Errington Webster, found guilty of indecency charges in June, has had his sentencing hearing postponed until Sept. 14.

Webster has been in custody since a jury returned guilty verdicts on three counts of indecent assault on a girl who was 13 at the time, and one count of gross indecency. The girl recorded the indecent act on her cellphone and that video was part of the Crown’s evidence.

On Thursday, Justice Charles Quin said the sentencing was not straightforward. He indicated that Webster, 55, faced the possibility of a long term of imprisonment, a cost order, and a request for conditions after release from custody.

Crown counsel Darlene Oko, who conducted the prosecution’s case, said she would be making a request for what happens to Webster after he serves his sentence.

One way of doing this was made possible by an amendment to the Penal Code, passed by the previous legislature on May 18. It provides that an application may be made to the court for a sexual harm prevention order. The court would have to be satisfied that the order is necessary to protect the public or a particular member of the public or to protect children or vulnerable persons. The sexual harm could be physical or psychological.

Such an order would prohibit the person who is before the court from doing anything described in the order. It could include conditions that the court considered necessary, such as prohibition of travel both within and outside these islands.

The cost order relates to expenses incurred because Webster called an expert witness who explained the defense of automatism – Webster acting involuntarily and being unable to exercise any control over his actions. This condition was said to have been brought about by the interaction of his blood pressure medication with grapefruit juice and other ingredients in a “belly fat flush” drink he had been taking the day the girl took the video.

Ms. Oko called a psychiatrist and a forensic toxicologist to reply to this testimony. She is seeking reimbursement to the Crown for these added costs.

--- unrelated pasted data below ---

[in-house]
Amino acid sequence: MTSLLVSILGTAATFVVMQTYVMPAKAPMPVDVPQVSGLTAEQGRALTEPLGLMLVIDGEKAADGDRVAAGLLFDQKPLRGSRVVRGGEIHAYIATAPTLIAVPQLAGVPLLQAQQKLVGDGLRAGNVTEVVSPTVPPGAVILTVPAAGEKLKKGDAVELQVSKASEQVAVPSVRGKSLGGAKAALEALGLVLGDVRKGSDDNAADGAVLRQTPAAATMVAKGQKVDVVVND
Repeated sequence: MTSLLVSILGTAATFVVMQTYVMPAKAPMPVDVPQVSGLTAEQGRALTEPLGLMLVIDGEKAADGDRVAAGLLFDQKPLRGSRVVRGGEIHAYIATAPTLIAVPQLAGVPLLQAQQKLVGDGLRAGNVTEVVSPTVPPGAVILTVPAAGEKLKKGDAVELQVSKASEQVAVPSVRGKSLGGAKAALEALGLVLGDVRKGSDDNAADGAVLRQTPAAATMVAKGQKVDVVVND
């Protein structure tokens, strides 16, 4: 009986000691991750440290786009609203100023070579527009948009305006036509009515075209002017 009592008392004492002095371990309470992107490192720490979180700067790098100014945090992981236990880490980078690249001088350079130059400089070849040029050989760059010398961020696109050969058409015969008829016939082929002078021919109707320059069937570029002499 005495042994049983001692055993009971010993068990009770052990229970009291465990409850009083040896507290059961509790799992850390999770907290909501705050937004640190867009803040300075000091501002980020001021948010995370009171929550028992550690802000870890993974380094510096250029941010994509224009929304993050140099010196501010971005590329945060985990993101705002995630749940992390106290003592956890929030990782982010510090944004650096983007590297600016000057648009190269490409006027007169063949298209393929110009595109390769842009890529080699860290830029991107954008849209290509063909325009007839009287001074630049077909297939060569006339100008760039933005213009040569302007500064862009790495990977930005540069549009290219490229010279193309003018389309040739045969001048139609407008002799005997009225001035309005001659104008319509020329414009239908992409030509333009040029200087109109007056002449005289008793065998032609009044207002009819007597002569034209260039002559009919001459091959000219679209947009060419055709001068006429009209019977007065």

The hearing on Thursday began with defense attorney Steve McField advising the court that he was not going to continue with the matter. He said he had read the pre-sentencing reports and Webster was blaming him for editing out evidence without Webster’s permission. “But that part of the evidence was completely inadmissible,” Mr. McField explained.

Justice Quin said that as far as he was concerned, Mr. McField had conducted a vigorous and proper defense, covering every point. He said nobody could criticize Mr. McField or Ms. Oko for the way they conducted their case. “You were extremely well prepared,” he told the defense attorney.

At the end of the day it was for the jury to decide what they accepted and what they did not accept, the judge continued. From what he had read in the report, Webster was far more critical of the jury than he was of his attorney. There was the complainant’s account and the defendant’s account – the jury had accepted the complainant’s account. “Subject to any appeal, that’s where we are today,” he summarized.

“I would urge you to stay,” he told Mr. McField.

The attorney said if he did, it would be on the court’s behalf. In any event, he had received the Crown’s sentencing submissions just the day before and so would need time to study them and respond.

Justice Quin said the court was extremely grateful to have Mr. McField stay in the matter because he knew the case better than anybody.

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